The long-hidden River Wogebourne, or Wickham Valley Waterway, may have been revealed as Crossrail construct new lines between Abbey Wood and Plumstead.
The river begins in Shooters Hill and snakes its way through Plumstead to Abbey Wood before reaching Thamesmead. Most has been progressively covered over the years and there are now few signs of it running above ground.
Passing by on a train a couple of months back I noticed quite a bit of water in a new ditch being built alongside the line. I assumed it was just run-off from rain, and forgot about it. Recently I read this brilliant article by the e-shootershill blog on the history of the river.
I still didn’t put two and two together until passing through again recently and seeing a lot more water for quite a distance alongside the tracks, as shown in the photo above taken by Bexley-is-bonkers. I suddenly remembered the article and that the river led through to the area around the railway line.
Where the stream appears to end is around an area where some Crossrail work was recently being done under the tracks. I assume it enters a pipe at that point.
The river begins around Shooters Hill near Woodlands farm and the We Anchor in Hope pub. The river passes through Bourne Spring Wood and then heads towards Bostall Woods, before heading roughly parallel to Wickham Lane before heading below ground under Bostall Hill heading down towards what were marshes at Abbey Wood and Thamesmead. The e-shootershill article shows photos of the course in the few sections still above ground at Woodlands Farm and Woodbrook Road. The article states in the sixteenth century:
“W.T. Vincent called it the Plumstead River, and also “An Obsolete River” which had disappeared. He said that it flowed “from the Halfway House, near Crossness Point up the Wickham Lane Valley, a short branch diverging eastward to the point where the abbey of Lessness stood (near Abbey Wood Station), and the other stretching past the eastern foot of Shooters Hill through Well-end (Welling) to Eltham.” He also mentions that it was connected to the “Great Breache”.
It was far from obsolete, though often more of a trickle than a river. It was still visible in parts of Abbey Wood until the ’70s. The two aerial images below show its course, now entirely covered. Google satellite images clearly show what appear a straight line and gaps between houses on Manton Road where it runs.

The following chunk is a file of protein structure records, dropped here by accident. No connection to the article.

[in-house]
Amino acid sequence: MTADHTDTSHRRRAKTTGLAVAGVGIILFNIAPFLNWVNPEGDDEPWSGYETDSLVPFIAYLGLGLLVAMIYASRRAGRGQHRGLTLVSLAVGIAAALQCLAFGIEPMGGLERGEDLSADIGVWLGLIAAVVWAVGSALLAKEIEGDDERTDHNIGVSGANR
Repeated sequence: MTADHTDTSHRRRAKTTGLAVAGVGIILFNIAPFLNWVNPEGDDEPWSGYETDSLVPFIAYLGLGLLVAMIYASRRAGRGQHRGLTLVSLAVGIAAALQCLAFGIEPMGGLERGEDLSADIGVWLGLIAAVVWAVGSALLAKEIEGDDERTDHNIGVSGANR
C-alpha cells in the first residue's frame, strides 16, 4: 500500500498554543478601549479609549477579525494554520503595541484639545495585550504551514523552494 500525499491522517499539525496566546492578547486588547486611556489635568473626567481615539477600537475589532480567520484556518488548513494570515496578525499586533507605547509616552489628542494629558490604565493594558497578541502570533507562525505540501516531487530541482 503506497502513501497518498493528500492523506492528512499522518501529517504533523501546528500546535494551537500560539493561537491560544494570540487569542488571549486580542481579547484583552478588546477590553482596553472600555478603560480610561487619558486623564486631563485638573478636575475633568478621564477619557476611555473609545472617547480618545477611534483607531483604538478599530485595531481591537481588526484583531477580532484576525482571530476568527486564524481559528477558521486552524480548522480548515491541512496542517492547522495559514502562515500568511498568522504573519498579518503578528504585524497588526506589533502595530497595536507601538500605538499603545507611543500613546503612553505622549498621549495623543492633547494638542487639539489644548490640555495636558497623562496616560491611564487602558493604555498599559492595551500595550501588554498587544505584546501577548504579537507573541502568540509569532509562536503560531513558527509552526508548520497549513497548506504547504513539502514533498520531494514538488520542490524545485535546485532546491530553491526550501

Greenwich Council commissioned a report in 2011 on strategic flood risks, which can be seen by clicking here. This report refers to it as ‘Butts Canal’ and states that the term ‘Wickham Valley Watercourse’ is used informally, but other sources refer to Butts canal as only applying to its final course once it reaches Thamesmead. The report contains a map showing the water course’s flood extent, which may not match its exact course but shows the general route:
The railway line runs across the map at the far top. The path of water revealed by Crossrail is along there. I assumed any stream currently ran to the north of the railway line as there’s features and manholes running along there like this –
Another map in the report does appear to show that the river ran north of the line, instead of south as the new watercourse revealed by Crossrail work. But it could switch across part way along Mottisfont Road in Abbey Wood.
This map from the 2011 report labels it as a “main river”, though long buried below ground.
The red line clearly shows it north of the railway line, where it runs next to the railway line towards Abbey Wood station (which is being rebuilt and where large storm drains appeared to be recently installed ) before heading north towards Thamesmead.
Crossrail referred to it as a stormwater drain in planning documents:
“Wickham Valley Watercourse is a piped stormwater drain which crosses under the Crossrail route between Plumstead and Abbey Wood Stations from south to north. It runs parallel to the railway for several hundred metres before turning northwards towards its outfall in a lake, which feeds through one of the Marsh Dykes to Tripcock Pumping Station”
A Crossrail planning document of the area also shows ‘relocated culvert 615’ north of the line.
Crossrail also state:
“It is not classed as a Lost River, although similar in form and history, since it is now the responsibility of the Borough Council and not Thames Water Utilities or the Environment Agency.”
Before extensive drainage works at Thamesmead in the 1960s and ’70s when the lake and canal system was constructed, it would have have presumably ran from Abbey Wood into the marshy ground by the Thames at the site of the ‘Great Breach‘.
An extract from 1596 mentions the great flooding that occurred.
A Bexley Council report on Southmere lake states:
“This whole area, close to the Thames, used to be swampy ground, known as Plumstead Marshes.
The lake was constructed in the late 1960s at the same time as the first part of Thamesmead. It was only possible to build housing and roads here on this swampy ground by doing major drainage works.
Now the lake is a crucial part of the drainage system: it is the head feeder for all the canals in Thamesmead. A constant flow of water comes into the lake from the south, from a little stream which rises in Abbey Wood (and travels here underground in a pipe). It leaves by a channel in the north east corner and flows to the Thames.”
So if this stretch of exposed water is the little known River Wogebourne, or Wickham Valley Waterway, it’s the first time it has been seen in Abbey Wood for many a year. Presumably not for long either, as construction work continues apace along this stretch and this section will be covered over once more.
May 2019 update: It was indeed the River Wogebourne. This page details how the contractor managed to adjust its flow as new rail lines were built. It’s now once again covered and unlikely to ever be seen.